For as long as I can remember, and for generations and generations before me, each Fourth of July weekend the Vandivort family descendants have packed our bags and traveled to the tiny Missouri town of Cape Girardeau.
The Vandivort Family reunion started 60+ years ago, centered around the farm land owned and managed in this region. What started as a business endeavor was truly intended to keep the extended family linked, all related through the "siblings", my great grammy and her siblings, the foundation of our family.
I don't blame you if you've never heard of Cape- few people have. It sits 100 miles SE of St. Louis on the Mississippi River, with streets full of restored historic buildings, churches and homes. The image you probably have in your head of Small Town USA almost certainly fits the description- every chain restaurant imaginable, old established homes, gardens, beautiful stained glass church windows.
The brick buildings contain so many stories of love, laughter, and support in the hardest of times. When I am in Cape, I yearn to know my great grandparents and their parents, beyond the stories I have heard growing up.
This was the first year in recent memory where the annual family reunion didn't happen in Cape: with restaurant dinners, Jenga tournaments, and hospitality room hangouts replaced by Zoom. As we sat in front of our computer glancing over the familiar faces in tiny boxes on our screen, I was overcome with nostalgia for this place and these people.
Some of my earliest memories of my life took place in this tiny town, dancing with my cousin Emma, playing cards with aunts and uncles, indulging in unlimited soda from the hospitality room. I remember running around in the park on the Fourth of July, eating the traditional reunion Snoopy cake and trying to remember the names of so many people- so many Julias and Pauls!
Friends without close-knit extended families often widen their eyes in bewilderment when I tell them of our annual reunion in the Cape, and to be fair, not many can understand from the outside-looking-in what binds together a family of generations of people from all over, all occupations, all beliefs.
As I sit here and reminisce on all the summer weekends spent here in the 100 degree heat, I've come to realize the importance of a place, how it can stick with you like the air does on a humid summer day, even if you've never called that place "home".
Cape Girardeau is rich in history, and each year we visit Bollinger Mill, built and ran by my great ^5 grandmother, Sarah Bollinger. My grandmother has spent years researching and compiling information about the life and passions of Sarah, an incredible, forward-thinking woman who stood up for herself when few women were able to.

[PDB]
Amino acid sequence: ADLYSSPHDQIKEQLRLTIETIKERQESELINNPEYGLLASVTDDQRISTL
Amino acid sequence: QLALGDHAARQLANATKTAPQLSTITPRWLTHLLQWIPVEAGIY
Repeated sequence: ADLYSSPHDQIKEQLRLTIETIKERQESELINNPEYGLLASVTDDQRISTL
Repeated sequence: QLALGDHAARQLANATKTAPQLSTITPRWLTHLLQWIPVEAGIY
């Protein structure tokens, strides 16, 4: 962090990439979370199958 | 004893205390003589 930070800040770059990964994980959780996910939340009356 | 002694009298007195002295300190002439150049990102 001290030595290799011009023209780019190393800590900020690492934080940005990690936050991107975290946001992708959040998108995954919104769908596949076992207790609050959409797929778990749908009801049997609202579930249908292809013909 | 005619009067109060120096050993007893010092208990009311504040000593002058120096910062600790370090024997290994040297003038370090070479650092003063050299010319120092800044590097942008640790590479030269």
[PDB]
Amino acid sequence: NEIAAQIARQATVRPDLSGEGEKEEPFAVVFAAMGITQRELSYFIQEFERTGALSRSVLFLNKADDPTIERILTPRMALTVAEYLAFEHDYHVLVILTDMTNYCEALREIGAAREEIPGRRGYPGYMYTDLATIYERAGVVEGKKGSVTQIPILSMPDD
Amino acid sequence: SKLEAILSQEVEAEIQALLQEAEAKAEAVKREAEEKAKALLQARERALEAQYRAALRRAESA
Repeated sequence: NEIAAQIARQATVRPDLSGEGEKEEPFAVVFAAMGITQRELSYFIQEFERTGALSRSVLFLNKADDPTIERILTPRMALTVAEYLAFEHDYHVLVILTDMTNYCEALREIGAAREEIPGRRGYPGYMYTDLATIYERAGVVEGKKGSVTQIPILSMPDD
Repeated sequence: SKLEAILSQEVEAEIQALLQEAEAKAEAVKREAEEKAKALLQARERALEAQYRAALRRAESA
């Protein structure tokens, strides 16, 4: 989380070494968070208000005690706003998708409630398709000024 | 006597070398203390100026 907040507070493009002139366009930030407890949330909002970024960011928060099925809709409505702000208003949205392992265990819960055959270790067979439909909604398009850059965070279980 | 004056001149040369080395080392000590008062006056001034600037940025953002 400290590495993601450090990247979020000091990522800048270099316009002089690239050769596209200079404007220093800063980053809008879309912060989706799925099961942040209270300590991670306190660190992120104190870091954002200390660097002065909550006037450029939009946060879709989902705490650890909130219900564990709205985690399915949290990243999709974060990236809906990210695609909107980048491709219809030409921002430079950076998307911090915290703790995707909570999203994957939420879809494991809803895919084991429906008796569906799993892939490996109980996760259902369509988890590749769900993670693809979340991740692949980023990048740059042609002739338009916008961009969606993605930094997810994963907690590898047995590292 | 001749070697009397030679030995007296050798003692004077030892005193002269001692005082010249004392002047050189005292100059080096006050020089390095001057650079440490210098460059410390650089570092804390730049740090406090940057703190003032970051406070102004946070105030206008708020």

Reflecting on my family's roots and our traditions has taken on a new meaning as our country aches and cries out for racial justice and reconciliation. Every element of our country has been shaped by hundreds of years of oppression of Black and Indigenous lives, including the practice of tracing ancestry. The lack of accurate record-keeping during slavery and indentured servitude has made it impossible for most Black Americans to trace back their story. My heart aches as I reflect on the joy and fond memories that family tracing has allowed me that has been robbed of many.
As we move to push our nation in the right direction, as I have listened to the voices who have shared their stories and opened their hearts, this importance of place has stuck in my mind. The importance of a safe home. The importance of a community where your car, the grocery store, the park, the Wendy's parking lot, aren't a death sentence because of the color of your skin. As Black people in this country have been pushed out of their neighborhoods, their towns, their ability to grow old and to continue their family tree has far too often been ripped away at the hands of police. The importance of the lives of Breonna, Ahmaud, George, Tamir, Michael, Philando, Eric can be affirmed in our works to make this place we call home equitable and safe.
I can't reflect on the history of my family and the values they've passed down to me without examining my role, and my family's historic role, in upholding these systems. The importance of place refers to our nation, and every small town Main Street and big city Boulevard. The fight to make these places safe, accessible and welcoming to all must continue.
Resources for Racial Justice and Anti Racism: